NEW YORK, June 26 (UPI) -- Philip Johnson, dean of American architects, will be 96 on July 8 but shows no signs of slowing down as a practitioner of his art who can still attract important commissions.
Johnson's latest work, a glass pavilion formed of three tilted pyramids, is just becoming a New York tourist attraction. Placed between the Chrysler building and its later annex on East 42nd Street, the Chrysler Trylon, might escape the unwary eye in daytime hours but when it is illuminated at night it is sure to attract the attention of passersby.
The Cleveland-born, New York-based architect was initially a proponent of the modern International Style and a collaborator of Ludwig Mies van der Rohe, the style's foremost proponent, in designing the famed Seagram Building on Manhattan's Park Avenue in 1958. He later developed a more personal style that makes reference to historical design styles.
Johnson has not always been successful in his work, which some critics have attacked as copycat or just lacking in originality.
He has never quite been able to live down the controversy touched off by his derivative 1982 design for the AT&T headquarters on Madison Avenue which he topped off with a broken pediment that made the building the appearance of a towering Chippendale grandfather's clock in granite. But the resulting publicity made him the architectural flavor of the 1980s and his name a household word.
For the Chrysler Trylon he obviously has been inspired by ancient Egypt's most famous structures, but not for the first time. If he is copying anything, he is copying himself. The glass pyramids first made their appearance on his drawing board in the form of a children's museum for a mixed-use project in Guadalajara, Mexico.
The 22,000 square foot pavilion on 42nd Street mid-block between Lexington and Third Avenues is 73-feet tall at the tip of the tallest of the three pyramids, or a little over seven stories as stories in commercial buildings are counted. The Trylon is bookended on either side by granite cubes, anchoring them emphatically to the street level and giving them a sense of stability.
On a sunny day the semi-reflective glass, girded by 10-inch tubular steel supports, reflects neighboring buildings with mirror shard brilliance that meld and change as the passerby moves along the street. It is an altogether delightful and lovely kaleidoscopic effect that makes the Chrysler Trylon one of Johnson's most successful buildings, on a par the famous Mies-inspired glass house he built for himself in New Canaan, Conn., in 1949 that first brought him national attention.
The interior of the Trylon is less successful. The central space is broken by a powerful V-shaped column that inhibits the flow of the interior space into the apex of the pyramids, although there are some attractive vistas of the street and buildings outside from several corner angles. It would appear Johnson put more thought to the appearance of the outside than he did to the interior structure.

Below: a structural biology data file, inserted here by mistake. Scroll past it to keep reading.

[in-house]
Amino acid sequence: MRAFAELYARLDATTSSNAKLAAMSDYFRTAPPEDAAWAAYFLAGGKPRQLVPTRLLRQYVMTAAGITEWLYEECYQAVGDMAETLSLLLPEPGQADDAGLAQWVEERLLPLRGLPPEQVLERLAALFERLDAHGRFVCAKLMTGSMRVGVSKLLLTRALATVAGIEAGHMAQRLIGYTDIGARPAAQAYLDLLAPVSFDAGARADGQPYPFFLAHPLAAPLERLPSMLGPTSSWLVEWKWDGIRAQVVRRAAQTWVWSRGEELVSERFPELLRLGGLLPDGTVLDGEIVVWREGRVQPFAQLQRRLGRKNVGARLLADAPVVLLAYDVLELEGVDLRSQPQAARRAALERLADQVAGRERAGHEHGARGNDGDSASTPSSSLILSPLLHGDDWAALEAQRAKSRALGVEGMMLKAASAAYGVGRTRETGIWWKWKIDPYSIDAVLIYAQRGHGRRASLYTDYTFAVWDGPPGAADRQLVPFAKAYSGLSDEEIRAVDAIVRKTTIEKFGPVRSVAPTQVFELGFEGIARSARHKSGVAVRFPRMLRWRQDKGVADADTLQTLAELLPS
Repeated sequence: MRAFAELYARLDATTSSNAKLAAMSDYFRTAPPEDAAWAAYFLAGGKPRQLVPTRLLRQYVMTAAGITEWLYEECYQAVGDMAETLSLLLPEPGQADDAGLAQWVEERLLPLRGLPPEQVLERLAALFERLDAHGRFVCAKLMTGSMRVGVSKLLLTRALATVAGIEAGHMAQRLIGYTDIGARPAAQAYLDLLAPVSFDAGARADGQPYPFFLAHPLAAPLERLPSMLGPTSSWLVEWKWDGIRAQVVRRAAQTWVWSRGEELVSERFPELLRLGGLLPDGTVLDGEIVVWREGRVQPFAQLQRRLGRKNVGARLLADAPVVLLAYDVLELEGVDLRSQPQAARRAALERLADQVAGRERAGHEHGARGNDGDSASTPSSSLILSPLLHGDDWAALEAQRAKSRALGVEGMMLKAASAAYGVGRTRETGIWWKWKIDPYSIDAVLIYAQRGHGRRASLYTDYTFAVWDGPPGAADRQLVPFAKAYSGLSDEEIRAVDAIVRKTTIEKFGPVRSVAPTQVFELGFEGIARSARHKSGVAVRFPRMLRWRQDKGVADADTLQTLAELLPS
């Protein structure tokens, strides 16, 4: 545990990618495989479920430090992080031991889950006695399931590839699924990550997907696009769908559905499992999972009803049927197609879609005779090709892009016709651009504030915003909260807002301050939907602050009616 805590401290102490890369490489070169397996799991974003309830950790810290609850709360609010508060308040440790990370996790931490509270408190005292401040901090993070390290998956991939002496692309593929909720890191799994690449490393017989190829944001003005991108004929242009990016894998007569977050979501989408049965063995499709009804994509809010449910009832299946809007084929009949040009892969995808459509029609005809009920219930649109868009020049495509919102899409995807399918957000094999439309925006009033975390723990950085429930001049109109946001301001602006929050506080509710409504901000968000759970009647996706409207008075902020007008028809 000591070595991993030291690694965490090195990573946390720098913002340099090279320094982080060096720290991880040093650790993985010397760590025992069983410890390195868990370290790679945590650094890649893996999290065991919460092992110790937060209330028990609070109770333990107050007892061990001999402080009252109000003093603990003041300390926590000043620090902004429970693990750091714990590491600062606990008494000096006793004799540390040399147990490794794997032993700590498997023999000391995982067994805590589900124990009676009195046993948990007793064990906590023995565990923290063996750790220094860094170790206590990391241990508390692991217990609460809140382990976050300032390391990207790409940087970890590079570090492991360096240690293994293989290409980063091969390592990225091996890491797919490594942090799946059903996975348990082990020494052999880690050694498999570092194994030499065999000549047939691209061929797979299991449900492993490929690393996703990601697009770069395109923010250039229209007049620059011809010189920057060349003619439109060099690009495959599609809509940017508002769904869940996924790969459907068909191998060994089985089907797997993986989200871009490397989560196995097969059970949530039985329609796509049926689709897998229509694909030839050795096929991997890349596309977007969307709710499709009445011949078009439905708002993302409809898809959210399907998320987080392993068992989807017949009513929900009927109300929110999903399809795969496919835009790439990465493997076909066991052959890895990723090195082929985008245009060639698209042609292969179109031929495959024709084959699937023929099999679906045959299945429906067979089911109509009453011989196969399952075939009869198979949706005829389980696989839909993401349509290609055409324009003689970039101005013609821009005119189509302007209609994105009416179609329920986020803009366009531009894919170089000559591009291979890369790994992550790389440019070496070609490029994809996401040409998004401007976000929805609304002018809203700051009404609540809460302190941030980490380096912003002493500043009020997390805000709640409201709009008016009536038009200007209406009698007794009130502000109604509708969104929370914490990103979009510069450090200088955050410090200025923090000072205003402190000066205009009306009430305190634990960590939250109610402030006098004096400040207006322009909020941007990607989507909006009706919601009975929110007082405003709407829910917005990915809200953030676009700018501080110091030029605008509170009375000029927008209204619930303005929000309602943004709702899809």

The pavilion would most likely be suited to an upgrade restaurant, but a lessee has not yet been found by the developer, Tishman Speyer Inc., whose spokesman, Stephen Rubinstein, said, "There has been interest, but we are still looking for the right kind of tenant."
Johnson, amazingly active for his advanced age, had only been out of Harvard University a few years when he was named the first director of the architectural department at the new Museum of Modern Art in New York in 1932 and wrote the definitive book, "The International Style: Architecture Since 1922." He stayed at MoMA until 1954 with a few years out for service in the U.S. Army during World War II.
He began to get commissions to build houses in the 1940s and larger commissions began to come his way, notably a Jewish synagogue in Port Chester, N. Y., that marked his first departure from Miesian architecture to historical allusion, and art galleries in Lincoln, Neb., and Washington, D.C.
Among his most notable designs were the New York State Theater at New York's Lincoln Center (1964) and the Crystal Cathedral in Los Angeles (1980).
Johnson was so popular with Texas real estate developers that there was a book written by Frank Welch titled "Philip Johnson & Texas." His most admired building in that state is the College of Architecture at the University of Houston, inspired by the architectural fantasies, most of them never built, designed by 18th century French architect Claude Nicolas Ledoux.
Johnson was awarded the Gold Medal of the American Institute of Architects in 1978 when he was 72, an age when most architects are slowing down toward retirement. But the wiry, outspoken, and sometimes pugnacious Johnson apparently has no intention of retiring and his architectural firm is still a busy one, currently working on the Cathedral of Hope in Dallas, a building for the Pennsylvania Academy of Music in Lancaster, Pa., and the Spring Street Residential Tower in New York's SoHo district.